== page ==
JIM ROSE AGAINST THE DOMINION POST
Case Number: 2647
Council Meeting: JANUARY 2018
Publication: The Dominion Post
Ruling Categories: Accuracy
An article, headlined Unlock the door and throw away the key, published inThe Dominion Post, on November 25, 2017 drew a complaint that it breached Principle 1: Accuracy, fairness and balance.
Jim Rose complained that mathematical errors underlaid a feature article claim that 42 per cent of prisoners were in jail for relatively minor offences.
A table published with the article showed 21 per cent were in prison for serious and violent assaults, 20 for sexual offences, 14 per cent for home invasions and burglary, 9 per cent for aggravated robbery and robbery and 7 per cent for homicide. These add up to 71 per cent of prisoners. Another 12 per cent were in for drug importation, dealing, manufacturing or cultivating and were not harmless drug users.
“I do not know how you could argue with a straight face that fewer people should be imprisoned if 71 per cent of them are violent and sex offenders and a good part of the balance are drug traffickers. Surprisingly few petty, non-violent offenders end up in prison in New Zealand.”
Much of the article hung off the claim that 42 per cent of prisoner were in for minor offences and represent minimal or no danger to the public, when the accompanying table showed the number was well under half of that or something like 15 per cent.
He said the error in arithmetic goes to the very heart of the credibility of one side of the argument over prison numbers.
Editor in Chief Central Region Bernadette Courtney was surprised a formal complaint had been lodged as she thought an initial complaint from Mr Rose had been dealt with in a long conversation with the writer of the article.
The feature was written in response to Corrections Minister Kelvin Davis’ claim that his government was keen to cut the prison population by 30 per cent over the next 15 years. It analysed what cutting the population by that kind of figure would look like.
The 42 per cent figure put forward by the writer was taken from Corrections Department figures that suggested 42 per cent could be described as low level offenders who could be considered for early release or other punishment outside prison.
A pie chart, which the writer had used to come up with this figure, had been put forward for publication with the article but unfortunately another table supplied by the Sensible Sentencing Trust was used instead.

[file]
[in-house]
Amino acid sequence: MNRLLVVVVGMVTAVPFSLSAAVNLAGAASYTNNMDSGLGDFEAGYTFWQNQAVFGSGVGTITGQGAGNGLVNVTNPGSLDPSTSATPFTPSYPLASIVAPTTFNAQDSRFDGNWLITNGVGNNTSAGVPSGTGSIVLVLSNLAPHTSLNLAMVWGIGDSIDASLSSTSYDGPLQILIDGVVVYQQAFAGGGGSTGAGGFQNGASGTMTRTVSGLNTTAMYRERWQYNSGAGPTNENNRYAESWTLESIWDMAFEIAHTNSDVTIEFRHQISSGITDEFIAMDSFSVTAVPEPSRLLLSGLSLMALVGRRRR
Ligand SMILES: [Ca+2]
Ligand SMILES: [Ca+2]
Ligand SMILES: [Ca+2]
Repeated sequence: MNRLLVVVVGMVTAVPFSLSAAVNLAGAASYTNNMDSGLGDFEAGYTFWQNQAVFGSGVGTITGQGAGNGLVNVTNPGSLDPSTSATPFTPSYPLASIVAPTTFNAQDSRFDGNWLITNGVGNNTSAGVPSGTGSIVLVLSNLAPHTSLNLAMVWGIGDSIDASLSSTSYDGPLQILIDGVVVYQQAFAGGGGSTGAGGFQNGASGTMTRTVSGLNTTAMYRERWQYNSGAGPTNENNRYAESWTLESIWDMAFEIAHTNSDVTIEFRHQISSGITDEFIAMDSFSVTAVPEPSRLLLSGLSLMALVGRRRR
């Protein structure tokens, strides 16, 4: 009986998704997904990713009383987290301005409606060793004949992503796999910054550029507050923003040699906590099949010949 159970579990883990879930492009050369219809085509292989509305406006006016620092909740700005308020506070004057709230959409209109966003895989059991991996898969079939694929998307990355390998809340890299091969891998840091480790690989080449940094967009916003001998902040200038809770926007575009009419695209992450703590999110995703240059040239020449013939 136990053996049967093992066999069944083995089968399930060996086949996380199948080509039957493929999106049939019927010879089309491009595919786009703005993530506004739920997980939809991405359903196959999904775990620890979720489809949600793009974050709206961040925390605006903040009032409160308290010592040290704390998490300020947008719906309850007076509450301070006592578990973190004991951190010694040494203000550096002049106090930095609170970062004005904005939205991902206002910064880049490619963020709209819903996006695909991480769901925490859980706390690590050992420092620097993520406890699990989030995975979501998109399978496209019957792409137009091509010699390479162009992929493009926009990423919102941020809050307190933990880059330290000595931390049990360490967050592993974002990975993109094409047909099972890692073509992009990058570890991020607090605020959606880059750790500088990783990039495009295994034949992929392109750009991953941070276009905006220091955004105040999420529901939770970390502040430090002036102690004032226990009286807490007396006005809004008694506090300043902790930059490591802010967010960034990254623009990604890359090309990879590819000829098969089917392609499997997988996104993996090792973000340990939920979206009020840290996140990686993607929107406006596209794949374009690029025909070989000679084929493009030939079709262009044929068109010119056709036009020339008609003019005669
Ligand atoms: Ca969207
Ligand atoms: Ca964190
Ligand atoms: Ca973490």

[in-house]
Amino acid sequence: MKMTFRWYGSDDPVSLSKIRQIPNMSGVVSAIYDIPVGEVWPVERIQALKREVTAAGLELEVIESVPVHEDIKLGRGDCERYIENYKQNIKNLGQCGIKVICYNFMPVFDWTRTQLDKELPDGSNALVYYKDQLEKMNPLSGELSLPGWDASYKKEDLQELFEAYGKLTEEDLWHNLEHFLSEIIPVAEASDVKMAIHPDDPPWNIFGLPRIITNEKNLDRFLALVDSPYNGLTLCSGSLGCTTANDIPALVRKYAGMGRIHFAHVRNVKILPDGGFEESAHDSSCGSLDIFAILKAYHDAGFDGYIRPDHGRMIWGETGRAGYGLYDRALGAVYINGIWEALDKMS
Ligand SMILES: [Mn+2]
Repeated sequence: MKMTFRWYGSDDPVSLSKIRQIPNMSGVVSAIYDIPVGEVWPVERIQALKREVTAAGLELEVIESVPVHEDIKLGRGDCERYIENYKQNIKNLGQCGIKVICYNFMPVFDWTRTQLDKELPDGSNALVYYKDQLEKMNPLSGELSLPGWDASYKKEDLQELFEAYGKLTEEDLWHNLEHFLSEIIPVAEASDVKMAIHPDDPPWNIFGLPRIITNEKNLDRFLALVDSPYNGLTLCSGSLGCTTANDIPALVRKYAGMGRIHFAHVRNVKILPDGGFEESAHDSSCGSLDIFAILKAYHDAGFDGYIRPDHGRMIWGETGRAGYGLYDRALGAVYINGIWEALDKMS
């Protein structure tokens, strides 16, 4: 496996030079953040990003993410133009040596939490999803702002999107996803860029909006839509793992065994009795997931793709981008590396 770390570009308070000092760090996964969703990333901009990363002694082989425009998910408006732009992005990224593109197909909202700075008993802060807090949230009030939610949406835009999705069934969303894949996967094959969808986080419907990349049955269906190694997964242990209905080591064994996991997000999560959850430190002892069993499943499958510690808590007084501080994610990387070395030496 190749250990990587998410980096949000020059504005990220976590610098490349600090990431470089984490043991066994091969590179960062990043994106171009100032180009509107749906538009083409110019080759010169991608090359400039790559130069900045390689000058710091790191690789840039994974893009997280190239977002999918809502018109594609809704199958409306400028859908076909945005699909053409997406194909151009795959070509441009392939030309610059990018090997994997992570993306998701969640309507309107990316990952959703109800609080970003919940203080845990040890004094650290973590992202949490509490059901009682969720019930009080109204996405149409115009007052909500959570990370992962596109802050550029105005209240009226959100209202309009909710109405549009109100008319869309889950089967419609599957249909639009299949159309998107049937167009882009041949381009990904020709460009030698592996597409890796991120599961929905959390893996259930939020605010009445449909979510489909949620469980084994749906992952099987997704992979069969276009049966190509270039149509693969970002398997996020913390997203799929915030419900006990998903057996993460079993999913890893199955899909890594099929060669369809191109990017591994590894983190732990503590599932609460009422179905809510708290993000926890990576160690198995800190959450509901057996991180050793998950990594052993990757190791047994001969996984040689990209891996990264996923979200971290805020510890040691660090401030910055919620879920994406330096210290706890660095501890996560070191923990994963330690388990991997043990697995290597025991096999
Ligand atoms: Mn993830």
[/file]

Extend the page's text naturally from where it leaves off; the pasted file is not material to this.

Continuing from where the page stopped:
The figure of 42 per cent was put forward as one possible number and was arrived at by adding up the low level offences and then splitting the section for home invasions and burglaries.
Ms Courtney added “the whole issue is highly subjective and while it is possible to arrive at a number of figures and percentages, there are various consequences whatever is done.”
There is clearly some confusion here and it is not surprising given the rough and ready way statistics have been used.
This was not helped when The Dominion Post mistakenly did not use a graph relied upon by the writer.
The Corrections Department pie chart headed “Prisoners according to most serious offence types” was the basis for the writer’s suggestion that 42 per cent - who were in prison for dishonesty, drugs, anti-social behaviour, traffic and other administrative or property abuses - were in jail for “relatively minor offences.”
This is contentious ground and the writer has not justified how he has minimised what many would classify as serious offences. It certainly begs the question as to why judges, who have considerable powers of discretion and a range of sentencing options, were compelled to send these people to prison.
Some indication can be taken from the Sensible Sentencing Trust chart, which was published with the article, showing the average number of previous convictions for each category of offender. We also note Mr Rose’s comment that surprisingly few petty, non-violent offenders end up in prison.
In her letter to the Press Council Ms Courtney confused matters further by reclassifying what the writer deemed to be “relatively minor offences,” downgrading them again to “low level offences.”
Clearly the 42 per cent figure was also totally at odds with the graph which was printed with the article. As Mr Rose noted this graph showed 21 per cent were in for serious and violent assaults, 20 for sexual offences, 14 per cent for home invasions and burglary, 9 per cent for aggravated robbery and robbery,7 per cent for homicide and 12 per cent were in for drug importing, dealing, manufacturing or cultivating. Together these account for 83 per cent of prisoners.
Ms Courtney referred to the article as a feature. Generally speaking that is a word used to describe a story which aims to give readers a deeper understanding of a subject.
This article presented a range of opinions on how prison numbers may be cut, but careless use of statistics, weak analysis and the error in failing to use the Corrections Department graph its writer relied upon, leavesThe Dominion Post open to criticism.
Mr Rose is justified in challenging it on the grounds of accuracy.
The complaint is upheld.
Press Council members considering this complaint were Sir John Hansen, Liz Brown, Jo Cribb, Chris Darlow, Tiumalu Peter Fa’afiu, Jenny Farrell, John Roughan, Hank Schouten, Christina Tay and Tim Watkin.